amounts to about 9% of GDP and housing construction (just
residential building) also accounts for about 9% of GDP.
Fernandez Ordonez disagreed. He said Spain was beginning to
make progress on reducing its current account deficit.
Besides, in a monetary union, financing is easy. Most
importantly, Spain has macroeconomic flexibility because it
has a budget surplus and public sector spending still only
accounts for about 39% of GDP.
5. (SBU) Comment: A couple of things stood out from this
conference. First, with the Socialists promising to abolish
the wealth tax (Zapatero said it mostly affected the middle
class, as the rich could avoid it), the PSOE is indeed
tacking to the center. In fact, the leader of Izquierda
Unida (the successors to the Communist party) said on
December 4: "It is the world in reverse, the PP announcing
tax cuts for salaried workers, and the PSOE tax cuts for the
rich." Actually, the PSOE move reflects the highly
middle-class nature of Spanish society; over 80% of Spanish
households are homeowners. Second, the ostensibly more free
market alternative, the PP, is not aggressive in its economic
proposals. For instance, Rajoy said nothing about nuclear
power or more freedom to hire and fire. Third, Mariano Rajoy
demonstrated once again that his forte is not public
discussion of economics. Fourth, Spaniards of both major
political persuasions appear to think the good times will
continue for Spain, although growth might taper off a little
bit. Fifth, nobody seems to have a good idea of how long a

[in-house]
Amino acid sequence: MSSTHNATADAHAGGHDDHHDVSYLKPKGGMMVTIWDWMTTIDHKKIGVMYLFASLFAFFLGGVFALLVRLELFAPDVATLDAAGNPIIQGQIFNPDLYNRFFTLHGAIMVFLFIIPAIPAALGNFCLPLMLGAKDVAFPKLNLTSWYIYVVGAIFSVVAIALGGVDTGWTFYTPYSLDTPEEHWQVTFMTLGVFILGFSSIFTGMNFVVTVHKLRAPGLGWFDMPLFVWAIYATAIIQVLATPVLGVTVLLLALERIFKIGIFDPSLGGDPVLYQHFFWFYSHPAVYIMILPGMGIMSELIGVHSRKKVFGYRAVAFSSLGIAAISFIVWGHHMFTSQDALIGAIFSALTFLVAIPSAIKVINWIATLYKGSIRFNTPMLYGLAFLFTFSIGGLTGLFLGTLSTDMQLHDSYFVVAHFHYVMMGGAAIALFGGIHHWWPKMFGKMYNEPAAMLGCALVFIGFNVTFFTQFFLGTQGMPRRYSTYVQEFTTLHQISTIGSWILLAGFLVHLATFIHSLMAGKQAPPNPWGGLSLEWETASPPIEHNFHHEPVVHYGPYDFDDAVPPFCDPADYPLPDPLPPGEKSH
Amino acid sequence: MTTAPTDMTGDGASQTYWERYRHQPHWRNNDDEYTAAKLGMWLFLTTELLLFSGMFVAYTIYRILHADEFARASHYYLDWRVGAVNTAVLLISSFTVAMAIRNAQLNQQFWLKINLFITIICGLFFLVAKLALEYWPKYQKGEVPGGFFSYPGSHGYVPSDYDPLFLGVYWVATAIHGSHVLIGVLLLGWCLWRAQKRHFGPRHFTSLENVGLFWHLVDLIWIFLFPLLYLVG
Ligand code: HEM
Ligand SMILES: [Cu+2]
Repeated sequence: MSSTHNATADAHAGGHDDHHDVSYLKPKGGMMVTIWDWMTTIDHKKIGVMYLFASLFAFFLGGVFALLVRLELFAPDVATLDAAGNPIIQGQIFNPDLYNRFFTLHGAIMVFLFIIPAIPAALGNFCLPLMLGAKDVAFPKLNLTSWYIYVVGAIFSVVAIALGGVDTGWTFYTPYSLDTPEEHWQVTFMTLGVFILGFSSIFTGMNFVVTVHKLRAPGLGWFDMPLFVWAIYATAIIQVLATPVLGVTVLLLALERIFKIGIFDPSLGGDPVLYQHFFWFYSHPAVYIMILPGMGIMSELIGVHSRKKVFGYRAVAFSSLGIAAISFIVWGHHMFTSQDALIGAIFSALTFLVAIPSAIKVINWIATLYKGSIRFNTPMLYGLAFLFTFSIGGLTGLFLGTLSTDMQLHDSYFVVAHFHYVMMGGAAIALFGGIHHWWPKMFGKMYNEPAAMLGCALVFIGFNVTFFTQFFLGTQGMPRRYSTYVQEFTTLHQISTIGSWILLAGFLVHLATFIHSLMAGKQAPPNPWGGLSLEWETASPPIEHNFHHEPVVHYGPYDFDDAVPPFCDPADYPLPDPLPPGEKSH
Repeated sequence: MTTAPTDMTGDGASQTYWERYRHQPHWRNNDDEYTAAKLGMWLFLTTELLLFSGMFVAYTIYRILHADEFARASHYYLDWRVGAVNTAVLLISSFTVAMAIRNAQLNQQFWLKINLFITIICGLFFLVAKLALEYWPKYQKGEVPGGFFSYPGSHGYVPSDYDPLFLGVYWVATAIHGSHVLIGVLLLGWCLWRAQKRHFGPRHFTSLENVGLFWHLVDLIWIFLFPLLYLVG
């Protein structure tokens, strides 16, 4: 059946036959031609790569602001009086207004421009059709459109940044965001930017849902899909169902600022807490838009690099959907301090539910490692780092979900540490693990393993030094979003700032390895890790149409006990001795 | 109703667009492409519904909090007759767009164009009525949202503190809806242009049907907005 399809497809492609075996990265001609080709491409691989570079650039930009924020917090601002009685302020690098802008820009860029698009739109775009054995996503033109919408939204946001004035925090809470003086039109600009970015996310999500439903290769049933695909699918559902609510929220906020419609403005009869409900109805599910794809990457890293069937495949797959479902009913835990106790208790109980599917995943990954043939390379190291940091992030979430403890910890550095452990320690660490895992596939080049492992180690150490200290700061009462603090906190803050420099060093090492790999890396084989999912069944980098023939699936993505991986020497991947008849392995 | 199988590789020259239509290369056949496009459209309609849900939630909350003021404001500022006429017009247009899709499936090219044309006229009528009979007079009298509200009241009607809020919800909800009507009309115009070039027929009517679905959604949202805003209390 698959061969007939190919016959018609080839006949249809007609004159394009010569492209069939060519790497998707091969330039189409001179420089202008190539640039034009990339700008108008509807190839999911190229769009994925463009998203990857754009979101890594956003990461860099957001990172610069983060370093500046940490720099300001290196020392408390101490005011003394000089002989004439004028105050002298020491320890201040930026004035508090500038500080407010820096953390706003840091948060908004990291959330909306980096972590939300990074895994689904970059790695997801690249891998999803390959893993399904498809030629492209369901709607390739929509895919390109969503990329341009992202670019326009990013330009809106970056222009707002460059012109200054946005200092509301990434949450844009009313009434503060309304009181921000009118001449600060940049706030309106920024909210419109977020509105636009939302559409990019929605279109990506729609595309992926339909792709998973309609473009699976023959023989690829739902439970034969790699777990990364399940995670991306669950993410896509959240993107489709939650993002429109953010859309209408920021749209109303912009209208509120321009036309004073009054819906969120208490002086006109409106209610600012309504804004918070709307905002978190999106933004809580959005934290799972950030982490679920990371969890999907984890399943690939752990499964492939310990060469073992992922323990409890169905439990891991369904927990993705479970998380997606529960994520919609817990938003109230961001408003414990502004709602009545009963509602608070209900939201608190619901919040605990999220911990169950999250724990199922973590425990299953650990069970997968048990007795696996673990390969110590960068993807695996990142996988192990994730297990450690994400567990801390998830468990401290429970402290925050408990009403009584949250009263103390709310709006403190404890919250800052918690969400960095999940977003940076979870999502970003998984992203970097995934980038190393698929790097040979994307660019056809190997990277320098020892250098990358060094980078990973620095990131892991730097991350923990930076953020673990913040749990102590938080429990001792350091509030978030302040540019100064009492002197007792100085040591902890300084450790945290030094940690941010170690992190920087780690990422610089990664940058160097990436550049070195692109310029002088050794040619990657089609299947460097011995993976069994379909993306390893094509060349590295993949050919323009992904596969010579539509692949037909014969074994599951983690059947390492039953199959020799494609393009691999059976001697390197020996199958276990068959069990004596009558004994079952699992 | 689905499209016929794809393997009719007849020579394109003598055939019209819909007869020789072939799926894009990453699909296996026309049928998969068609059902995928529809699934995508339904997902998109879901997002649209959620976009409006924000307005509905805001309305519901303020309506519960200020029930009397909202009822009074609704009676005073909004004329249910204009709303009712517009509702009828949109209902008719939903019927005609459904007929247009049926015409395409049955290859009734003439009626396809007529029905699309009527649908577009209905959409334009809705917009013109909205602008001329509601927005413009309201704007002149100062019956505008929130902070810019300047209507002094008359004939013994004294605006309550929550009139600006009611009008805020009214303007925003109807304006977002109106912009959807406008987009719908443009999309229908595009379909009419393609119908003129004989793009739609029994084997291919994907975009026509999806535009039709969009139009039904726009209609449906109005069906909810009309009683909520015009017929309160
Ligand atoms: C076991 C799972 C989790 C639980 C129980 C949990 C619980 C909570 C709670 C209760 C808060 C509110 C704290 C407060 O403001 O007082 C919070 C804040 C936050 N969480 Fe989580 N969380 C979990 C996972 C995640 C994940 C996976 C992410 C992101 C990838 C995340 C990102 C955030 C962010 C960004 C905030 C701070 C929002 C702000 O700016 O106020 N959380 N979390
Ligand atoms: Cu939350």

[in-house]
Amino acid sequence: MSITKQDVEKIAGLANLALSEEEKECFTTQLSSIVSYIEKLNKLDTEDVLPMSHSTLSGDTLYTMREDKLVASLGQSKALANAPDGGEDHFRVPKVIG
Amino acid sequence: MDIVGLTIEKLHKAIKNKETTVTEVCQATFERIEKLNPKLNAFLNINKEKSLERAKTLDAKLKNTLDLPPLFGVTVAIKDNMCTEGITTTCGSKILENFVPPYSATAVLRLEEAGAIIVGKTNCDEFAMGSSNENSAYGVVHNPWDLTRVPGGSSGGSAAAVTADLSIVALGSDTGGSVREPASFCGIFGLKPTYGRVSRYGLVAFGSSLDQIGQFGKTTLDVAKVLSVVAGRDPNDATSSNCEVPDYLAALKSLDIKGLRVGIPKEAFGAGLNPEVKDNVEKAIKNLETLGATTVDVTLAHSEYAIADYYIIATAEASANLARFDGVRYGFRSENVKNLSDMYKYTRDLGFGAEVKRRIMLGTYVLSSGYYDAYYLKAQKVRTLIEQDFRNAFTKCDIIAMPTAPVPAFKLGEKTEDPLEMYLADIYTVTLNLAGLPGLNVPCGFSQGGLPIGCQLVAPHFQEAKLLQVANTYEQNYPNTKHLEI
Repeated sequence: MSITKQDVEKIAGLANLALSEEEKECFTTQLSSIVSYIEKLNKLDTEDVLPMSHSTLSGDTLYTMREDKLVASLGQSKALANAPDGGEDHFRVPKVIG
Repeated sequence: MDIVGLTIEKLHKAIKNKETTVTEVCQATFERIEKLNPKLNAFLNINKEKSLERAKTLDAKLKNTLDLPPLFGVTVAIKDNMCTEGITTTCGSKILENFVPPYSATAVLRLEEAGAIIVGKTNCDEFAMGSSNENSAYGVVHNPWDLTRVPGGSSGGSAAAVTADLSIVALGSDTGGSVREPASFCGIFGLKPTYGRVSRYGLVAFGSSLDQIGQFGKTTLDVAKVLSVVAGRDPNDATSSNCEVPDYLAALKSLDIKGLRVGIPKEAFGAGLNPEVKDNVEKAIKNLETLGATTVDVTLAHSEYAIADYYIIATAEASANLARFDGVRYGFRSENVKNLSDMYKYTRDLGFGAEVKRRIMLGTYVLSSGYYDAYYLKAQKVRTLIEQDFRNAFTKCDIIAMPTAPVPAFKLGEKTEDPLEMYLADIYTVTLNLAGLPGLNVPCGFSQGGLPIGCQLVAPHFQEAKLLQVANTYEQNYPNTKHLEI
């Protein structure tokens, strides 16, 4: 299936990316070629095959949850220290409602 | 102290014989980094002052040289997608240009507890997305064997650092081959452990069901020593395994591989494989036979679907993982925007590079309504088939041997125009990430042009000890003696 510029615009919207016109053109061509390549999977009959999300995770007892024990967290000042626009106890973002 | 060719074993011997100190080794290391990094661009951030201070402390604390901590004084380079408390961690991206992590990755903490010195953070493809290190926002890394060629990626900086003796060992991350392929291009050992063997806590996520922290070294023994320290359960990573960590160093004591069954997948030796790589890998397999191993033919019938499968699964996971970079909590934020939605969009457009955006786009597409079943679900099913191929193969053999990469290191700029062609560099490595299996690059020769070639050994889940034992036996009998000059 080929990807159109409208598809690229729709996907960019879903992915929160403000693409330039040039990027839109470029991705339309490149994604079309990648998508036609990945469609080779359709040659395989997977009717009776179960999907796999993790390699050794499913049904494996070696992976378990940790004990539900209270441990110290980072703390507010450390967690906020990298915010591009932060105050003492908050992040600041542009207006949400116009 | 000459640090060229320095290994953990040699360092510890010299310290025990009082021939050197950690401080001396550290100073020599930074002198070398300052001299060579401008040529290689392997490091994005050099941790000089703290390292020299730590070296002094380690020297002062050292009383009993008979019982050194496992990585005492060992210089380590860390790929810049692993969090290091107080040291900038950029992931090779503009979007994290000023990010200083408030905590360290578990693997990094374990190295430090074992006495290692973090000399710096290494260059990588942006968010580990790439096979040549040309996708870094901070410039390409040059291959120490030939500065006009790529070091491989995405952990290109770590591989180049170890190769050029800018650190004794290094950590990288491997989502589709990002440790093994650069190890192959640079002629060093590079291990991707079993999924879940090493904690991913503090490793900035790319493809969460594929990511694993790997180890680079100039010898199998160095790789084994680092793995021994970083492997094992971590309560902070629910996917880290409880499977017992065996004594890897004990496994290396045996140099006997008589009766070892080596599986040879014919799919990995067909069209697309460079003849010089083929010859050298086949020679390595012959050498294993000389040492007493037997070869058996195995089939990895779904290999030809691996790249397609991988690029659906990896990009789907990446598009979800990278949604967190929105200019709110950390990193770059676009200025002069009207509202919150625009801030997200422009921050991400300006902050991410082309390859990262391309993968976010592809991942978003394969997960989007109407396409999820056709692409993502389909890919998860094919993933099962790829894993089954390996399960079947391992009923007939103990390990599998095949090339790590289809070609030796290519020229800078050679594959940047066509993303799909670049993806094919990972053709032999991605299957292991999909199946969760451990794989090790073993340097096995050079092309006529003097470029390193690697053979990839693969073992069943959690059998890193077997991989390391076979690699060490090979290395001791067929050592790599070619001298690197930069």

member of a monetary union can continue to finance high
current account deficits. Many prestigious commentators such
as Charles Jenkins say that it is not sustainable for
countries to run current account deficits on the order of 9%
of GDP indefinitely, even if they are members of a monetary
union. EconOff asked Jenkins how this non-sustainability
might be transmitted to the Spanish economy. He said through
lower investment levels, but he was quite vague as to how or
when this might happen. Moreover, as Jenkins himself
conceded, if investment levels in Spain decline, that will
likely improve the current account deficit. End Comment.
6. (SBU) The GOS continues to work with DOE/NNSA and the
Embassy to expand the Megaports program to additional ports
in Spain. The Megaports program aims to equip and assist
foreign countries with the technology needed to detect
illicit nuclear or radiological material being shipped or
exported from their ports. This program has been partially
implemented in the port of Algeciras, Spain,s largest port
by volume. In a meeting December 5 with NNSA Megaports and
Embassy representatives, Spanish customs officials explained